Reducing Boilerplate in Backbone

Backbone is one of the least opiniated libraries that help you organize your code. Backbone just gives you models, collections, routers, views, a history object and events. The rest is up to you. This means that if you enjoy typing and copy-pasting, you will end up with a lot of boilerplate code. If you stick to DRY (don’t repeat yourself) principles, this post is here to remind you that Backbone is not as verbose as you would think it is.

Inheritance with Extend

Models, collections and views have many responsibilities in common. More often than not, these pieces of functionality can be abstracted. For instance, suppose that all Backbone Views have a method for scrolling to the top of their contents. Also suppose that Backbone Models have a feature to serialize the attributes of nested models and collections. Instead of defining a scrollToTop method in each and every view, then a deepToJSON method in each and every model, it makes more sense to create base classes and use it throughout the application.

Even though the Backbone documentation allows extending the prototype of Backbone objects, this possibility is never used in the code bases I contribute to. The main reason is that each extension should be named semantically. When Backbone Views are extended, the extension is not the same entity anymore. Prototype extensions can easily make your code confusing to read, and when applied without care, two extensions may even get into conflict with each other. Naming extensions forces developers to apply them with care.

Abstract Constructors

Suppose that you are developing a platform game and you use models for storing data on your characters. Each character has the same properties:

  • x and y location coordinates,
  • vx and vy velocities,
  • collision detection with a surface.

Unless our goal is to write a boring game, each character should move according to its own strategy. When animating a character, we have to update its position and speed in a method. This method cannot be implemented in the character class because it depends on the strategy of the actual characters.

The animate method throws an error indicating that the animate method should be overriden in constructors derived from CharacterAbstractModel. The word Abstract in the name also indicates that this constructor should not be instantiated. Throwing an error is not an optional way of documenting the methods that have to be implemented. In order to give developers a proper overview, documentation should be more explicit.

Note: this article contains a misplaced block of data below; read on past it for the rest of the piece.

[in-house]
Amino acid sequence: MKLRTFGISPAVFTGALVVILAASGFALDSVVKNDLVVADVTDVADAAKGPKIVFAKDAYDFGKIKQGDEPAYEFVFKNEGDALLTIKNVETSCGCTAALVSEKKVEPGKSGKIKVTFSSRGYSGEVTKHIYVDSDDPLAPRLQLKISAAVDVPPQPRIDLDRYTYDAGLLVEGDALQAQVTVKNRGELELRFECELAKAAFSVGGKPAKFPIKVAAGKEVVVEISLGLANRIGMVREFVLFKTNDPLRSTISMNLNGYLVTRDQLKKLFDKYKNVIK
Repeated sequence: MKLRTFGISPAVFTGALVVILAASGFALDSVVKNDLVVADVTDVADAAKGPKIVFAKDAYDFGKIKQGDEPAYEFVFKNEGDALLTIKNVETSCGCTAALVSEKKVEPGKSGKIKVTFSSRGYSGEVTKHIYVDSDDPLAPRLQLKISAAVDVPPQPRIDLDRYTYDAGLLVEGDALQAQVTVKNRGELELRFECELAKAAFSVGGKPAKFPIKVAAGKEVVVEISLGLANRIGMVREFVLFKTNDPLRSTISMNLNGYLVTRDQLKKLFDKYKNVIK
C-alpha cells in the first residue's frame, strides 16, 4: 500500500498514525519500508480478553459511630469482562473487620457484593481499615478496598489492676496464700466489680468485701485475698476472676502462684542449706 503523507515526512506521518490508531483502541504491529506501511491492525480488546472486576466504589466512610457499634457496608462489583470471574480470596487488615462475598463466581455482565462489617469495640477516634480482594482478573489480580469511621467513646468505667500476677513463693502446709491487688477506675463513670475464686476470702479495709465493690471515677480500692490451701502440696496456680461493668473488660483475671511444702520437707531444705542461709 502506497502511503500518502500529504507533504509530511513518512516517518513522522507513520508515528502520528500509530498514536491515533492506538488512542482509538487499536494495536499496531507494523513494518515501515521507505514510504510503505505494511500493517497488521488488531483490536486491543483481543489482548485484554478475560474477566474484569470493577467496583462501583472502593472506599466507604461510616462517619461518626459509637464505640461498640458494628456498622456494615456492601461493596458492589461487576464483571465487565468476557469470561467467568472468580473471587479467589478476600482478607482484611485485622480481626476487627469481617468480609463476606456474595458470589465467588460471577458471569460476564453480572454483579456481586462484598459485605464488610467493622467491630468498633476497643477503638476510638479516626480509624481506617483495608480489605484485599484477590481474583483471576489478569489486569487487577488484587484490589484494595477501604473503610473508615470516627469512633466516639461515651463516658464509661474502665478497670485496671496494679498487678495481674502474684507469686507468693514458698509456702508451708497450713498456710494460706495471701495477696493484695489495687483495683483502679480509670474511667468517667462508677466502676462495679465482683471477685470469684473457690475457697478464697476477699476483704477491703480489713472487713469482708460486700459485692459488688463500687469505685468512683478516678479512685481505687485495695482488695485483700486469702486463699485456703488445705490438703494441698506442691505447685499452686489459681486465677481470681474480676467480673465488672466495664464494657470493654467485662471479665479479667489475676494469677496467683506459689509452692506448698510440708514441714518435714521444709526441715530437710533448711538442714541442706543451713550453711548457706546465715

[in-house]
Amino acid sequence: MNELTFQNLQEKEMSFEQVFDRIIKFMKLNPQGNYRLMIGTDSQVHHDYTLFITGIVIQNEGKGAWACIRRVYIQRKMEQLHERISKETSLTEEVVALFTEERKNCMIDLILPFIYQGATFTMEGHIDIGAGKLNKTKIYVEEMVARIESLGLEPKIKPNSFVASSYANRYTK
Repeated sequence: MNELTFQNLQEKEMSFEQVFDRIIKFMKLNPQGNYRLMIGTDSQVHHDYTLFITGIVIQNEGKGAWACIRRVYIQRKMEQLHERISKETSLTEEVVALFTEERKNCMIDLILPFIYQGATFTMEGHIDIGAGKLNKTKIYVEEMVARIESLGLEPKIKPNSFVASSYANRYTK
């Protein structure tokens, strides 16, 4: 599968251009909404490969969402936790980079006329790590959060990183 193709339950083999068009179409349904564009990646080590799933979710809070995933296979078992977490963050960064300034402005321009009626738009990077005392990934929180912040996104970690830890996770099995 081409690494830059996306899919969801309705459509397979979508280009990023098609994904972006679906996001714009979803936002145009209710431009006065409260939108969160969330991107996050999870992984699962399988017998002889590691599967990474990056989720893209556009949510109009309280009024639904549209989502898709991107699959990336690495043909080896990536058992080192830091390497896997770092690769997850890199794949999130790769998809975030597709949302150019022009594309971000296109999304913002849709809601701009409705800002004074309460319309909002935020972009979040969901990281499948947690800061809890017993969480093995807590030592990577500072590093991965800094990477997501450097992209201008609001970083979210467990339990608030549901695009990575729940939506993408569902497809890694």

Creating extended constructors from base constructors works whenever the built hierarchy feels natural. Humans tend to accept things more easily if they can easily name them. For instance, an Audi is a Car. A Website Traffic Report is a Report. Other problem domains tend to be different and their extensibility is less flexible. One of the best examples is when we face with different mixins that we may or may not need.

For instance, in a Backbone View, the following concerns may reappear:

  • validation widgets
  • tooltips
  • abstractions for two way data binding with Backbone Stickit
  • a toolbar
  • a preloader animation
  • etc.

Even if we just take the above five examples into account, there are 120 different combinations for creating Backbone Views with or without these features. In addition, a name ValidatingStickyTooltipView does not seem to be a natural name either.Adding all these features to one base constructor would solve the naming problem, but it would violate the single responsibility principle by bloating base constructors.

The solution is to use mixins and include the responsibilities on demand, without modifying base constructors. This approach makes it possible to define mixins respecting the single responsibility principle. For instance, a Backbone View requiring all 5 mixins would be defined as follows:

Recall the implementation of the extend underscore function. We have to start with extending the empty object, otherwise the contents of all mixins and the Registration Form View implementation would be injected into ValidationMixin because extend does not create a shallow copy of its first argument.

Abstraction made simple

Backbone lets you organize your code in a modular and extensible way without writing much boilerplate. Whenever you are thinking about reaching the copy-paste shortcuts to create a slightly modified version of one of your existing functions, think again. An abstracted base constructor or a mixin lets you increase the maintainability of your code.